Ultrafast molecular gymnastics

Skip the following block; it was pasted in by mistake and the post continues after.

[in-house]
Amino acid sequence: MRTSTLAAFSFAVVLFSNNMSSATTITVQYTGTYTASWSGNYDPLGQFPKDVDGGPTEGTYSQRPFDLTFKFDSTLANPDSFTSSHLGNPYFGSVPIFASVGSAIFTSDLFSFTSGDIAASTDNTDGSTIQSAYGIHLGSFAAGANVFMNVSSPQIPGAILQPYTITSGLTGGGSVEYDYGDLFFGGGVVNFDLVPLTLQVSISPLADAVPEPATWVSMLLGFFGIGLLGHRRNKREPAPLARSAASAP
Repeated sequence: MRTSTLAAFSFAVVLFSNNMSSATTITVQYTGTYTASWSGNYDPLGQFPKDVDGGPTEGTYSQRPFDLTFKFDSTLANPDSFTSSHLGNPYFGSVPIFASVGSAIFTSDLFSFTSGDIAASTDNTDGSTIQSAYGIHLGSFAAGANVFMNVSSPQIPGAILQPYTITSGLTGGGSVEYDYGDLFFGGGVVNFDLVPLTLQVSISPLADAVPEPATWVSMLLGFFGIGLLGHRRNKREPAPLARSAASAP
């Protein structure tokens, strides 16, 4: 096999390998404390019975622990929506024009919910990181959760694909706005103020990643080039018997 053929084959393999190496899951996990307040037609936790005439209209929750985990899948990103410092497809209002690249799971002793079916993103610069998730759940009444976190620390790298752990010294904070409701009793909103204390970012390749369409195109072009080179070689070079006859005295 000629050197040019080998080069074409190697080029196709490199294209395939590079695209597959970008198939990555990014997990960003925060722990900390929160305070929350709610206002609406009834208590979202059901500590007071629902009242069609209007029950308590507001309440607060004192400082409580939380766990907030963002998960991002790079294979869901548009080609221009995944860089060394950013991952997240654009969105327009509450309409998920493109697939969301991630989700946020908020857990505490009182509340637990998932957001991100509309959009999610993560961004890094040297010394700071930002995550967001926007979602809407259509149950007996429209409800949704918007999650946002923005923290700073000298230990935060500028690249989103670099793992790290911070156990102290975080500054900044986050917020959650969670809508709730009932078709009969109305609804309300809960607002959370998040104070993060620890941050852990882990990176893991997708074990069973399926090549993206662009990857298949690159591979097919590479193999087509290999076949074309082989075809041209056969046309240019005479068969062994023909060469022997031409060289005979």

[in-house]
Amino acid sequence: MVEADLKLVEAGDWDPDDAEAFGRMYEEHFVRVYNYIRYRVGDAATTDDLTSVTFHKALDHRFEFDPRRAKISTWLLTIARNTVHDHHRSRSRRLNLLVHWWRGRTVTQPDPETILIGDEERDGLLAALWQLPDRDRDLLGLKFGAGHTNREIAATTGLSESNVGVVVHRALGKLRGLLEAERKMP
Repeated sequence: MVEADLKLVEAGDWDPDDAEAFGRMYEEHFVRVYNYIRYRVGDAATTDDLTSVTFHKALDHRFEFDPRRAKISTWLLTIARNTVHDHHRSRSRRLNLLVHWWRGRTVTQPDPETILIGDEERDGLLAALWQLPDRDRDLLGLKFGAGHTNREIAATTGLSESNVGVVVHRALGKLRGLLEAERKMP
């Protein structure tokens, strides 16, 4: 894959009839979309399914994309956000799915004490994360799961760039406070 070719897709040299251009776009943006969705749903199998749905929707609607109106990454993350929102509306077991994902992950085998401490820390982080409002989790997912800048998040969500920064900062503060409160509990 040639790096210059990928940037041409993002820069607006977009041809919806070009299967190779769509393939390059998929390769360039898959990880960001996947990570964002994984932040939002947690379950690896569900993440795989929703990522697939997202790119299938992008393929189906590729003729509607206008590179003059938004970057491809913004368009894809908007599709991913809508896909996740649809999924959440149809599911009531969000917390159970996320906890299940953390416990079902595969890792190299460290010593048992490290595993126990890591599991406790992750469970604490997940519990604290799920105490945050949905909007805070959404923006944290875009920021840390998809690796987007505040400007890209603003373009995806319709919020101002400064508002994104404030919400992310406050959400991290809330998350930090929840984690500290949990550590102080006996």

We owe our ability to see to the molecule retinal. In the human retina, a light-activated alteration in the structure of retinal triggers the neuronal reaction that is the basis of the visual sense. Bacteria also make use of the reaction to transport protons or ions across the cell membrane, which allows light energy to be stored and later consumed as a biological fuel. In all these cases, the retinal molecule is bound to a specific protein that plays a central role in modulating its response to light, which occurs within 500 femtoseconds. This is one of the fastest reactions in biology (1 fs is equivalent to a millionth of a billionth of a second). Researchers at the Paul Scherrer Institute (PSI) have now taken snapshots of what happens in this minuscule interval. “No one has previously measured the light-activated response of a retinal-binding protein with such precision,” says Jörg Standfuss, Leader of the Time-Resolved Crystallography Group in the Division of Biology and Chemistry at the PSI.